Summary of Clehonger Neighbourhood Development Plan Results

The survey was undertaken in February/March 2017 and achieved a response rate of 41.2%.


  • Favoured categories of housing were affordable home ownership, affordable rented and private housing. Traveller sites were not supported, with permanent provision being opposed by 78%. Comments emphasised that whilst more housing was not needed to satisfy planning requirements, if some were to be built it should be to help meet a need for smaller and less-expensive homes for younger people and families.
  • Semi-detached homes and bungalows were favoured over detached or terraced housing, flats and apartments; and homes with 2 or 3 bedrooms were favoured over larger properties. These preferences were supported in comments, which also pointed to the need for a mix of new housing to best meet community requirements.
  • Designs that were energy-efficient and which were in character with their surroundings were supported, with mixed views on modern designs. Three-storey houses were not favoured.
  • Most respondents wanted to see new housing connected to mains drainage, have off-road parking or garage for at least one car, and be provided with a garden.
  • In terms of the amount of new housing, only limited further provision was supported taking into account existing planning permissions. Many comments again pointed out that more housing was not needed; others that new housing should be affordable and help meet local needs.
  • Most thought that new homes should be built in small developments of between 2 and 5 dwellings. There was little support for schemes in excess of 80 dwellings. Comments endorsed the preference for small and medium clusters of new development over larger schemes. There were also concerns that infrastructure in the widest sense should be available in step with new buildings – sewerage and drainage, community services, local employment, and transport.

Recreation, leisure and services

  • There was significant support for the objectives of improving the village hall and playing field, followed by maintenance of the Church; allotments were least-favoured.
  • The most important services to respondents were broadband connection, a local doctor’s surgery, mobile phone reception and village crime prevention schemes; least important were drop-in sessions for advice and a voluntary library.
  • Comments on this topic covered a wide range of issues. Ways of improving the giving of information to the community attracted most attention, followed by broadband availability and speed.


  • Built environment key objectives were energy efficiency, traffic speed reduction and retaining the identity of village and hamlets; securing quiet lane status was seen as least important. Traffic speeds and means of reducing it were the main focus of comments.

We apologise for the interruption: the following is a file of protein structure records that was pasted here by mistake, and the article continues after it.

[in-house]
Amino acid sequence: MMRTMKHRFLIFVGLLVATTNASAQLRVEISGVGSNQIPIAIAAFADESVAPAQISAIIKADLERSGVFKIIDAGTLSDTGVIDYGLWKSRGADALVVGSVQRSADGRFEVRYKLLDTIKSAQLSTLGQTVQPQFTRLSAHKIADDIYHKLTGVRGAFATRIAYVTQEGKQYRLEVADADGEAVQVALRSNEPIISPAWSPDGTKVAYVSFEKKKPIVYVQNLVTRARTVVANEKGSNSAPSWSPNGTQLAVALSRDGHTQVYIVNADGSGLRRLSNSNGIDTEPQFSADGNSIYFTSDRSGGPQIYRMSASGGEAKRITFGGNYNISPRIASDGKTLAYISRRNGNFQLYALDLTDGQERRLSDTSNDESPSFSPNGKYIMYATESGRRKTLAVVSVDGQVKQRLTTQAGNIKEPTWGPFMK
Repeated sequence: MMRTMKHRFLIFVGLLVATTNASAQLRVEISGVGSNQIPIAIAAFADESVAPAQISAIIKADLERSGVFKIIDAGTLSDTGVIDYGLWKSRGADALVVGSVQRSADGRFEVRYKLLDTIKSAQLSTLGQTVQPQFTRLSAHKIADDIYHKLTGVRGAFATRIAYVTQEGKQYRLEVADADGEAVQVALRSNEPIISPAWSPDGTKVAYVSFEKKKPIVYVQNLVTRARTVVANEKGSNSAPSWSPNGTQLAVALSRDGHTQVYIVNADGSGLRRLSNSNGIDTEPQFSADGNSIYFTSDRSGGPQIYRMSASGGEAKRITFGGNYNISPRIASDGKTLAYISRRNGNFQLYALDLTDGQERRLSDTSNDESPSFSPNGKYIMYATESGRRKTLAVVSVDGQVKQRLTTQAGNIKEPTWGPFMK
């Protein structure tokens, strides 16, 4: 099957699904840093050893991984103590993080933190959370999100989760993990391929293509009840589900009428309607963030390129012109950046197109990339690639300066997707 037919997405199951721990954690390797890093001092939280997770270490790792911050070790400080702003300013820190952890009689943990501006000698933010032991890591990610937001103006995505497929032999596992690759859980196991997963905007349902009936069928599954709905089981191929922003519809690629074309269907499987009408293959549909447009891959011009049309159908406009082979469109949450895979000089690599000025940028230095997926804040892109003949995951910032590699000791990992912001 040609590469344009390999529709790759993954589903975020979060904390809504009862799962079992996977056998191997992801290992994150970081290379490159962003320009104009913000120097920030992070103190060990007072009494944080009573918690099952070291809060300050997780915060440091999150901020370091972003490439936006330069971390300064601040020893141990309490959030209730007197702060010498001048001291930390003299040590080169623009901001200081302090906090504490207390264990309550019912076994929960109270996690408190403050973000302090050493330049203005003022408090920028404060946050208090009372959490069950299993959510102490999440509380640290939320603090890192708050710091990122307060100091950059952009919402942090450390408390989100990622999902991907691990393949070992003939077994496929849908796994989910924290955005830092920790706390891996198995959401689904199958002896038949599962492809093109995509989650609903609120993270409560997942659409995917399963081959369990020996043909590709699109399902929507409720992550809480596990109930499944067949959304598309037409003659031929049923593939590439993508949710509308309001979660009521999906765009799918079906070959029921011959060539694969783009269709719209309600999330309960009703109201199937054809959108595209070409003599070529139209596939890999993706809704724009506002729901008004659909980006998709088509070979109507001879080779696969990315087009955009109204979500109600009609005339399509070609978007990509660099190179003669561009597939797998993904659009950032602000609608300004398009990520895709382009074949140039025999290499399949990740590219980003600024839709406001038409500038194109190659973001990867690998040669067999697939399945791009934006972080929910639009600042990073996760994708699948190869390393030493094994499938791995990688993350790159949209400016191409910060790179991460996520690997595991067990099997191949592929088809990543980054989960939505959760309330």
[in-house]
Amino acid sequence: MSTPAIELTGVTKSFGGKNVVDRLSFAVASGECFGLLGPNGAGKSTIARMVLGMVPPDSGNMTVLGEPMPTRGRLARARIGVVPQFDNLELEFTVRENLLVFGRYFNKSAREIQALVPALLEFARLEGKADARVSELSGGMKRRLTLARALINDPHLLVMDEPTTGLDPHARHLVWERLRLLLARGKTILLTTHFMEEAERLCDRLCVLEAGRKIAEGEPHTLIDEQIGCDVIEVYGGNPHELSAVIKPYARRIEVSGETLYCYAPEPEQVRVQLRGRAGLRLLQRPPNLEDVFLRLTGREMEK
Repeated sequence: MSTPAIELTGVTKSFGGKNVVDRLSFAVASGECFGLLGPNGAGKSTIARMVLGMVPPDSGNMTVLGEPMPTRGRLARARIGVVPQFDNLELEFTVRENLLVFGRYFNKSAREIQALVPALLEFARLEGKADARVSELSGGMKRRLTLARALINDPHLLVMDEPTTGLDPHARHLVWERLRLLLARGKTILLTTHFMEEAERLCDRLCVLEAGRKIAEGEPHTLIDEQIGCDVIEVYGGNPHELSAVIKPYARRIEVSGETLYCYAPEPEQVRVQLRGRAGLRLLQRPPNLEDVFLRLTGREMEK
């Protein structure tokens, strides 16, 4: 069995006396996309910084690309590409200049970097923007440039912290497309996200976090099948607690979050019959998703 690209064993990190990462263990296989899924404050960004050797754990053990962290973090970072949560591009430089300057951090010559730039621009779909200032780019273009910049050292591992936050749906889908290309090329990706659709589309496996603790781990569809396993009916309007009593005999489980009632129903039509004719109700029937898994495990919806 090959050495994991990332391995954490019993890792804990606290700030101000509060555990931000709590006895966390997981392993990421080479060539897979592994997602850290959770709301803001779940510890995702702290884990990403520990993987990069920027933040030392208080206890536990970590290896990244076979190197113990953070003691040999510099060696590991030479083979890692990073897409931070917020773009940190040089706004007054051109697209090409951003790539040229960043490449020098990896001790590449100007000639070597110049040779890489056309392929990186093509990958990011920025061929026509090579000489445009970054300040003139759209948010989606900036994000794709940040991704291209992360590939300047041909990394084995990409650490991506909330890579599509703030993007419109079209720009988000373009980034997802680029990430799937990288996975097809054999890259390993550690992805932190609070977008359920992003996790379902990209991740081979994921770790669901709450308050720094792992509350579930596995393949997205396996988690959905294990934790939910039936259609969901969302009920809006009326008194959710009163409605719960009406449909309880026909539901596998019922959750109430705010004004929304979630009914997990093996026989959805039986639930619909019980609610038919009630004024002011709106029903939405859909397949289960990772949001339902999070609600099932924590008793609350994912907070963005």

• Natural environment key objectives were managing surface water run-off from development to avoid flooding and to protect water quality. Most other environmental objectives were also seen as important. Comments addressed a wide range of environmental concerns with no one issue to the fore.
  • Community environment key objectives were sense of security, rural landscape, the school, infrastructure, green spaces and air quality. Most other objectives were also seen as important. Comments focussed on various aspects of rural life and living in Clehonger, with the possible impact of new development a recurring concern.


  • Business objectives, particularly increased employment opportunities, were well-supported.
  • Tourism was not seen as a significant growth opportunity.
  • Traditional farming was seen as very important, with relatively little support for intensive farming or industrial farm diversification. However, comments encompassed varying points of view, particularly on intensive farming.

Transport/road safety

  • Key transport objectives were road maintenance and road safety in new developments. Road maintenance was important or very important to 95%.
  • Community transport, public transport, speed reduction measures and school parking solutions were also well-supported. Cycleways and pedestrian routes were seen as being of the relative lowest priority although these were still important/very important to three-quarters.
  • Comments emphasised difficulties around drop-off and pick-up times at the school, together with the need for traffic speed reduction and other issues around cycleways, road maintenance and public and community transport.


  • Compared to 2011 Census data for the Neighbourhood Area, age groups up to and including 40-49 were under-represented against the 2011 Census. The 70+ age group, a quarter of the usual resident population at the time of the Census, accounted for 37% of responses.